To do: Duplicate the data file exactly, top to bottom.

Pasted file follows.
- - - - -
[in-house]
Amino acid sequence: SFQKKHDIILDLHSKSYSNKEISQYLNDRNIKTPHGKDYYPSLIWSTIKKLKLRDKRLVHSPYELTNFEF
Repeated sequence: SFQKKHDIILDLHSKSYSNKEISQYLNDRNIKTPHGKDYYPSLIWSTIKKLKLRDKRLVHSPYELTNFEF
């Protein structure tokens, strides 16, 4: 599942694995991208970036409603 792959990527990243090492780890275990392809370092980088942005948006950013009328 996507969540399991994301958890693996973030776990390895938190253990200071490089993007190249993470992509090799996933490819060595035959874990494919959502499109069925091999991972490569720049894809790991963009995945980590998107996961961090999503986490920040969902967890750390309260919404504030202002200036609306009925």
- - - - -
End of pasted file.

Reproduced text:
[in-house]
Amino acid sequence: SFQKKHDIILDLHSKSYSNKEISQYLNDRNIKTPHGKDYYPSLIWSTIKKLKLRDKRLVHSPYELTNFEF
Repeated sequence: SFQKKHDIILDLHSKSYSNKEISQYLNDRNIKTPHGKDYYPSLIWSTIKKLKLRDKRLVHSPYELTNFEF
């Protein structure tokens, strides 16, 4: 599942694995991208970036409603 792959990527990243090492780890275990392809370092980088942005948006950013009328 996507969540399991994301958890693996973030776990390895938190253990200071490089993007190249993470992509090799996933490819060595035959874990494919959502499109069925091999991972490569720049894809790991963009995945980590998107996961961090999503986490920040969902967890750390309260919404504030202002200036609306009925």